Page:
Well it seems to be a native Gnome GTK application, Amazon provide you with an ‘.amz’ file which opens automatically in the downloader application and pulls down your music for you. It was really simple. It uses stock Gnome icons and obeys your desktop and icon themes.
So, while I didn’t try downloading from Play.com, I will, but I was very happy with Amazon and I will buy music downloads from them again.
All this inspired the renaissance in getting a Last.fm WordPress widget working, which in turn resulted in me changing my WordPress theme. I’d been using the Rubric theme by Hadley Wickham (sadly no longer linkable) as seen here since I set this blog up in 2004 and used the updated version hacked to work with WordPress 1.5 and later by Tom Raftery. Sadly though it seems a little dated now and didn’t support WordPress Widgets. Also, I’ve been updating WordPress from SVN since around 2.0 which means that it won’t update any files I’ve modified manually, which with a theme which doesn’t support extra functionality like Widgets was growing with every modification I made so I decided to start with a fresh install of WordPress and a new theme. At the moment, I’m using the stock theme with a few additions, I don’t expect to stay this way for long.
So anyway, I tried again with the Last.fm widget I installed a while back but the Flash file it called wouldn’t load so I had to look into the code. It’s basically just a WordPress Widget wrapper around the Last.fm widget, however Last.fm have moved all their widget stuff around which is why the Flash file won’t load. So I went to the Last.fm website and looked at the widgets. You set up your widget and it gives you the code, so I just removed all of the code between the $widget = <<<LFM and LFM; lines, replaced it with the code from the Last.fm website and hey presto.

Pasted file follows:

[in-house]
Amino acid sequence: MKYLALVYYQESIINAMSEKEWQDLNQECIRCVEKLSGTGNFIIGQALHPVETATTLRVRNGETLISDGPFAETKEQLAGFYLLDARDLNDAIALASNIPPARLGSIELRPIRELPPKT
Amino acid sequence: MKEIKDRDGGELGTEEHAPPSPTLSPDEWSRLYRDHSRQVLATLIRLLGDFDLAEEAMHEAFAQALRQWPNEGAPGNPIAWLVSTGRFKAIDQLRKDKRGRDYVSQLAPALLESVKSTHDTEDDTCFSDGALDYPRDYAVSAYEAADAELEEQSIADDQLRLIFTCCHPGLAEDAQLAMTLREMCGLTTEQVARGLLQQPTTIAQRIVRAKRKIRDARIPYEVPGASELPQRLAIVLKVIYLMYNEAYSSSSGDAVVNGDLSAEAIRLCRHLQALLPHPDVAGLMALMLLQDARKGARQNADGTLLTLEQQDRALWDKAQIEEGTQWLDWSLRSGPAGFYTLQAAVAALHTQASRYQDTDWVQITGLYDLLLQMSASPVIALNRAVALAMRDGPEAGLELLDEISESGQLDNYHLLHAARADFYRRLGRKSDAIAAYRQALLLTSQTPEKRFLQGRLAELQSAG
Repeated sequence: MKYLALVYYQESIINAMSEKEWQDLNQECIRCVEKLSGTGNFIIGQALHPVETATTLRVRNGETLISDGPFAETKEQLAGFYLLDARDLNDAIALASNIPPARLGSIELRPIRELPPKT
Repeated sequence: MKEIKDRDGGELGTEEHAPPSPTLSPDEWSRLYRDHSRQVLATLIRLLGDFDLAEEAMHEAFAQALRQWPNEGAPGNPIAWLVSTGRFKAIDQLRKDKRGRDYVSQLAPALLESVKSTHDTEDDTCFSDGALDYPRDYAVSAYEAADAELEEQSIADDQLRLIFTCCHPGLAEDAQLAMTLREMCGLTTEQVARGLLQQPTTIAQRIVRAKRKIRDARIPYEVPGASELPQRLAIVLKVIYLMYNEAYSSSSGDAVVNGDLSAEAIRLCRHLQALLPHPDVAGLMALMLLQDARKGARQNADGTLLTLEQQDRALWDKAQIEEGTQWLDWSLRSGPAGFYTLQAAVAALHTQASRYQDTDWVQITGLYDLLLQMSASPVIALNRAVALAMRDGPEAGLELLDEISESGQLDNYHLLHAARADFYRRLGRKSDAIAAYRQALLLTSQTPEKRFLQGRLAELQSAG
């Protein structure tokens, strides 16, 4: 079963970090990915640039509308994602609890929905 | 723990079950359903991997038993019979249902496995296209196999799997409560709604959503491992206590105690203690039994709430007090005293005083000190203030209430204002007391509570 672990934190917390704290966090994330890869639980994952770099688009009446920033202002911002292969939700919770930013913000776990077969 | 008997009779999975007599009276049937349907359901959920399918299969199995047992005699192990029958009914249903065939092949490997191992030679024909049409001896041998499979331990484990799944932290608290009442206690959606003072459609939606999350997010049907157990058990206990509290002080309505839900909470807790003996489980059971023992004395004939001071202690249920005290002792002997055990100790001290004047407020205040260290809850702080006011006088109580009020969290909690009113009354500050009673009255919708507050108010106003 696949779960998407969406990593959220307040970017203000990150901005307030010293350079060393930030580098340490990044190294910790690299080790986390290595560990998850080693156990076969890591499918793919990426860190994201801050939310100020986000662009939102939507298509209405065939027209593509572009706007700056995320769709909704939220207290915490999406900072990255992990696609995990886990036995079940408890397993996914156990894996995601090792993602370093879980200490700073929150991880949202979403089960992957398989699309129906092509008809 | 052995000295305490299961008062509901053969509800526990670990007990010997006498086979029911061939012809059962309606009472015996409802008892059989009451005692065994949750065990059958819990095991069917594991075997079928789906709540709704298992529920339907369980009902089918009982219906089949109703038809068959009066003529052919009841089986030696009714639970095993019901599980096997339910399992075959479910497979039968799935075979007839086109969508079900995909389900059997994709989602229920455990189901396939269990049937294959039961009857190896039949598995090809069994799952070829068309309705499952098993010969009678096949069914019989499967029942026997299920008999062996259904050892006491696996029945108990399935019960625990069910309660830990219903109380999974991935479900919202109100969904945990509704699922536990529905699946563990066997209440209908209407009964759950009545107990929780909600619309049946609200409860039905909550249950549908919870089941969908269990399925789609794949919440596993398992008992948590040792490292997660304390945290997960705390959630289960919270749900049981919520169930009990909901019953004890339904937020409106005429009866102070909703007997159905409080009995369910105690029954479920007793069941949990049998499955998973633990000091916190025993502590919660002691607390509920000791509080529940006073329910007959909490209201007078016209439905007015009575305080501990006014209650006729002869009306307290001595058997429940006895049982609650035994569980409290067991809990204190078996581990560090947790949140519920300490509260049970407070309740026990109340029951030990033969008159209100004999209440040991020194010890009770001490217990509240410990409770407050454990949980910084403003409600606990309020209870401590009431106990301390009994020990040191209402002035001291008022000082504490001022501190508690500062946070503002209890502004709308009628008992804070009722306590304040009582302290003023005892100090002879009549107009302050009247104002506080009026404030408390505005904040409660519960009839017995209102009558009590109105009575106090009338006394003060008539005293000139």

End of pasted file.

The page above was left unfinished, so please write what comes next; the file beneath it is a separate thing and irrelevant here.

As a result, I now have a nice, albeit temporary theme, widgets and a Last.fm box proudly displaying my musical taste. I also found a Facebook application which hooks into Last.fm on the Last.fm website so now there’s no hiding from the embarrassing songs in my collection.
Anyway, after all of that waffling, I just wanted to say that I was very happy with the Amazon MP3 download service and will use it again. It’s nice to see a big retailer like Amazon consider Linux users and even more so, to actually realise that there is more than one version of Linux and not leave all of the users that don’t use an old version of Red Hat in the cold by providing a single, out-dated binary, as hardware manufacturers did a few years back, or making the same mistake with Ubuntu users in more modern times. Good show. Just build some 64 bit packages, 32 bit is edging it’s way out.